America’s endemic Jew hatred
Disgusting! Repulsion! Repugnant! Nauseating! Sickening! Appalling! Inexcusable! Anger! Rage!
These are a few of the words that float across the corners of my mind whenever I see or hear the virulent disease of Anti-Semitism-it’s foulness and unmitigated loathing arouses within me a deep sense of frenzied rage. A kind of rage that foster the aggressive and brutal aspects of my inner self. A propensity for violence that I have relinquished to the furthest corners of my inner-self and tried (my very best) to keep in my back pocket. But, when I come across these Jew haters it requires much personal strength to keep those ill-feelings in check where they belong.
My friends used to ask me all the time why I carry these feelings. I used to tell them that “if I couldn’t stand for something, then there was nothing worth standing for” I’m not sure if I made that up or heard it somewhere, but it is a building block of my life thus far.
I have always stood against cruelty. As a young third grade Army brat, there were many times that I was punished by the school principal and my parents because I “stuck up” for the little guy that was being bullied by the older kids. Throughout most of grade school it was an endless chain of incidents and events of battling the bullies, beating the crap out of them, and being called a Hero by the little guys. You know the one that I’m talking about. The little skinny kid with glasses that’s always being beat up by the jocks, or the little guy that was afraid to get involved in a fight –because his mother forbid it and his father didn’t teach him how to fight. Those were the kids that I protected in grade school. The same thing happened in High school, and I was quickly labeled as a ‘trouble maker”-spending a considerable amount of time in the principal’s office getting paddled, or tossed out of school for a week.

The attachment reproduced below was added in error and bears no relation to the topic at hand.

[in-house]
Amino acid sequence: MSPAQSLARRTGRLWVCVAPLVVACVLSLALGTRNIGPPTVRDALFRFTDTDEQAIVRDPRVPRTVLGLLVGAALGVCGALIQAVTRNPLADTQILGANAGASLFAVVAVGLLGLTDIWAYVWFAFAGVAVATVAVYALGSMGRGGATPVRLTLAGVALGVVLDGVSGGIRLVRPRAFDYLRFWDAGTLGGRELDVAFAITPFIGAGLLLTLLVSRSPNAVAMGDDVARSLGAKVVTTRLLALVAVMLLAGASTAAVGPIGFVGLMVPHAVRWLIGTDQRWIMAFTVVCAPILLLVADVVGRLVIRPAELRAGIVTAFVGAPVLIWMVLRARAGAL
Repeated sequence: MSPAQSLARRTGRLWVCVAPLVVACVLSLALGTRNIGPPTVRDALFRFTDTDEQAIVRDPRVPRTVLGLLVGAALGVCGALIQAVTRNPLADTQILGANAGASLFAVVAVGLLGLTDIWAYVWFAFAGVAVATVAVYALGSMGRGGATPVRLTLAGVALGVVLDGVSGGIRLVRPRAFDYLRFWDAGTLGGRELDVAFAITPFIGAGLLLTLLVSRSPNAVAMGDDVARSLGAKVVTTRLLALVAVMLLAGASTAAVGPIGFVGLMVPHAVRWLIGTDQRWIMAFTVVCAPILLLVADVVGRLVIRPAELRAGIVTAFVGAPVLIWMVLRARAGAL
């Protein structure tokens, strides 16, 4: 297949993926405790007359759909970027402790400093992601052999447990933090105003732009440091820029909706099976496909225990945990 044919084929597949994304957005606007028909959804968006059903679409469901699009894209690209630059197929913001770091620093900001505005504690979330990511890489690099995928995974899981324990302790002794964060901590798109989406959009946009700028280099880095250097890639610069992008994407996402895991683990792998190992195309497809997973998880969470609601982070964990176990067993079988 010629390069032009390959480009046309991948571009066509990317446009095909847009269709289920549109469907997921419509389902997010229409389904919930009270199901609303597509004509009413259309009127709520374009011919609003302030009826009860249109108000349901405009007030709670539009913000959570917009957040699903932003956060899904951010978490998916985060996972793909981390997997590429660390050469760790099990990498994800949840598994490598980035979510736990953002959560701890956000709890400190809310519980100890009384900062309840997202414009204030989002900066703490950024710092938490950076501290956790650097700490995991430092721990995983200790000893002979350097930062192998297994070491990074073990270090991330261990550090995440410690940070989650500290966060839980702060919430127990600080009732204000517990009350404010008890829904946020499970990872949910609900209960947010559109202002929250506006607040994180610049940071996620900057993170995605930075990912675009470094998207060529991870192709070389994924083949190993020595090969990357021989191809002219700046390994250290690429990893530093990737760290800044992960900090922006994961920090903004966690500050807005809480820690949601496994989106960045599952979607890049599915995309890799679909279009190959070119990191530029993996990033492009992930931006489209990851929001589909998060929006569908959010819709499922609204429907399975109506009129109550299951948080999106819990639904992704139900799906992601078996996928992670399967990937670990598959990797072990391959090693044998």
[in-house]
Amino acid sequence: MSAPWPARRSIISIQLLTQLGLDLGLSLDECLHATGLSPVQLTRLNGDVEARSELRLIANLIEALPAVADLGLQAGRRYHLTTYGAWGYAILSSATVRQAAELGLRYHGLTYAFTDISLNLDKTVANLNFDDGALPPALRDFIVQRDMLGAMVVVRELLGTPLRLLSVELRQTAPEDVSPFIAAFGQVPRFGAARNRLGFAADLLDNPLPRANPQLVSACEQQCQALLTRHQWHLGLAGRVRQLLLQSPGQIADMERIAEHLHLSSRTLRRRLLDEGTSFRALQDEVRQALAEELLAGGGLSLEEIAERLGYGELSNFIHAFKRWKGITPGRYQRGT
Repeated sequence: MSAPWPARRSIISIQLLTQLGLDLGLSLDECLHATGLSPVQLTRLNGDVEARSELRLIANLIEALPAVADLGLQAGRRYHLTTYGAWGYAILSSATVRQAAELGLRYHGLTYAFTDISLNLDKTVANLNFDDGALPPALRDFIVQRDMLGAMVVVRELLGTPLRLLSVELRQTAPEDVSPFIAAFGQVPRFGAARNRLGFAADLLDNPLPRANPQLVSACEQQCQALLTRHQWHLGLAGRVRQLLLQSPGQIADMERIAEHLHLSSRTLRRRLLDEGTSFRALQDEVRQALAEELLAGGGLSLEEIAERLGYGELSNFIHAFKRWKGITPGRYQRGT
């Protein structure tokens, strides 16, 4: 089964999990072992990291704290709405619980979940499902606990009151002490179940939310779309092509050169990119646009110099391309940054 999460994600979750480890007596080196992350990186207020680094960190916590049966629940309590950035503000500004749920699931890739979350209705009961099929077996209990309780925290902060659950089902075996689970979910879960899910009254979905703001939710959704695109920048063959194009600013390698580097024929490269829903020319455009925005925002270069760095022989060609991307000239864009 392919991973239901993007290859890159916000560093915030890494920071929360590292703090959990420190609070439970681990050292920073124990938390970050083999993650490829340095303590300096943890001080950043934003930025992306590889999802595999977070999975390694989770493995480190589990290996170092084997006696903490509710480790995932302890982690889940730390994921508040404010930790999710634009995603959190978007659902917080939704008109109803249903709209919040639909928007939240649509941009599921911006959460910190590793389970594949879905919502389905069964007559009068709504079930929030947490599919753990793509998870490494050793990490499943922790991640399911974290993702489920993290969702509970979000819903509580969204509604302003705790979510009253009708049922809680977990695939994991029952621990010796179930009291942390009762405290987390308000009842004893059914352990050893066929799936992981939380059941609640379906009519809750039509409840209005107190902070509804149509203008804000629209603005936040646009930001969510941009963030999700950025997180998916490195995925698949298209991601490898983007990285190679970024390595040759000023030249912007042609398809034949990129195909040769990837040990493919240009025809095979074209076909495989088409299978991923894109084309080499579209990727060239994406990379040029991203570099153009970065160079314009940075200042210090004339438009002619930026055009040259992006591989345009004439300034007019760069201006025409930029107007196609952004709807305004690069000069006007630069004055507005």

As a young man I spent most of my life running amok on the streets. I hung out with bikers, street gangs, and petty thugs. For some reason I was drawn to the violence and enjoyed living on the edge. I loved to fight, and became quiet good at it. Judo, Jujitsu, Karate, and later on-Systema and other martial arts became a daily ritual, and a means to propagate this vituperative tendency.
The US Army sharpened my awareness of how violent a person can be. I took it as a personal challenge and enrolled in every combat course that I could weasel into. Infantry school, Airborne school, Ranger school, Recon school, and dozens of other training courses helped to quiet the raging beast within me. But the fighting never stopped, nor did the predisposition to defend the helpless. I still don’t know where that comes from, but I have accepted it as a part of who I am, and into the man that I have grown into since those grade school days.
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